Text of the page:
InterMune (ITMN) lost $207 million of its value last week as investors dumped shares on rumors that the company was seeing a larger-than-expected dropout rate for its Phase III trial of Actimmune interferon gamma-1b in idiopathic pulmonary fibrosis (IPF). The Street chatter was that the company was seeing a dropout rate as high as 30%, in sharp contrast to the less than 5% dropout rate ITMN had seen as of Nov. 26, when it provided an update to analysts in New York.
However, the sellers will find out today the price of speculating on a rumor, as the company plans to announce that less than 5% of patients have withdrawn from the study prior to meeting the primary endpoint, which is time to disease progression, as measured by either a 10% decline in lung function or a 10% decline in oxygen in the blood, or death.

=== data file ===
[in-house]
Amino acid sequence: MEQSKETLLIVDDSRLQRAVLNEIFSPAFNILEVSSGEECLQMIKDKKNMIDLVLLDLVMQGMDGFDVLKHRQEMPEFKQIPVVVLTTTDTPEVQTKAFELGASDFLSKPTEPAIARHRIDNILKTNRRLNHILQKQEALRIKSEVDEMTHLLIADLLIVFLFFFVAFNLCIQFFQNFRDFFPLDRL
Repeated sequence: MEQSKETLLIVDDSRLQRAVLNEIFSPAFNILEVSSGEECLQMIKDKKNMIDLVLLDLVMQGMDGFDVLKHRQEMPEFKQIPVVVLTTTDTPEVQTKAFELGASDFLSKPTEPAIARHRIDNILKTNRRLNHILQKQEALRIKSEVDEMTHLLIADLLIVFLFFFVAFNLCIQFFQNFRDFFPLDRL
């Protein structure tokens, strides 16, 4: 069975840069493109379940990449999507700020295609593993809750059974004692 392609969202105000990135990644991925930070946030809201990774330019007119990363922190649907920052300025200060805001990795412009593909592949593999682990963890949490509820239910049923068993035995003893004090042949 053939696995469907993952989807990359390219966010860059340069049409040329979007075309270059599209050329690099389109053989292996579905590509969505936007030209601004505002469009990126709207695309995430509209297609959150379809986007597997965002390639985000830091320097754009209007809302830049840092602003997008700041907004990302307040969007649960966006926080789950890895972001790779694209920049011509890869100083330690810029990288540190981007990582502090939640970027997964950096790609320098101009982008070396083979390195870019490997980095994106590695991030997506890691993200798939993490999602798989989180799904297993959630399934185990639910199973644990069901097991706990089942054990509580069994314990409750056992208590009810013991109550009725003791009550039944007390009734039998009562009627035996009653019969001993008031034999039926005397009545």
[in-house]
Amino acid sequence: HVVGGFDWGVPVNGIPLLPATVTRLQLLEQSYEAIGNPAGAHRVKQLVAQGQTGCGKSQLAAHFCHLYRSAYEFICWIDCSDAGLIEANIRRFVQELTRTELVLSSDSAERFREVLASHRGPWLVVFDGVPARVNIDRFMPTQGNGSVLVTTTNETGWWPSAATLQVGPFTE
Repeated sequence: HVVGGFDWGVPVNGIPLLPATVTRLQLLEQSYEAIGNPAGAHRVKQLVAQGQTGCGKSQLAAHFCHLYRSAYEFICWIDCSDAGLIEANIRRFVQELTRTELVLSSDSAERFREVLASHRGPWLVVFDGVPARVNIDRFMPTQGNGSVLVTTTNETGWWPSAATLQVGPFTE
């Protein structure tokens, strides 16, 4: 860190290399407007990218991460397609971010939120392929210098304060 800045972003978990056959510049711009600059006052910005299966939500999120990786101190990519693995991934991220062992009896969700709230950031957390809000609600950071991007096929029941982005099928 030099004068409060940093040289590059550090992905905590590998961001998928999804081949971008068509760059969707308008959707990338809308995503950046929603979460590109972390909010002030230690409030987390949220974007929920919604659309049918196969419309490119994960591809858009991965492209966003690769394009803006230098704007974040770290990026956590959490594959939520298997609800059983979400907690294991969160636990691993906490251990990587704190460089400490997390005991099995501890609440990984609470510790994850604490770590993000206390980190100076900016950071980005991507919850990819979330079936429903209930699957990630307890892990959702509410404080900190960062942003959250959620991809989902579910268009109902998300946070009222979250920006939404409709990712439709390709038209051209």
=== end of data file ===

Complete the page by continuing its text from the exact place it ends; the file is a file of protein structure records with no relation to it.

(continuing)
Patients can elect to drop out of the trial if they hit either of the disease progression measures, but that would not affect the power of the study.
The rumor mill was fueled by a Dec. 18 research report from Sturza's Institutional Research, which began coverage with a "sell" rating. The report raised questions about ITMN's ability to expand the indication for Actimmune to include the IPF indication, which accounts for the majority of sales thanks to off-label use. The product is approved for both chronic granulomatous disease (CGD) and severe, malignant osteopetrosis; but of the $35-$36 million of Actimmune sales ITMN expects to post for 2001, about $30 million is from the IPF setting.
Sturza's main concern is that ITMN will announce a delay in the IPF program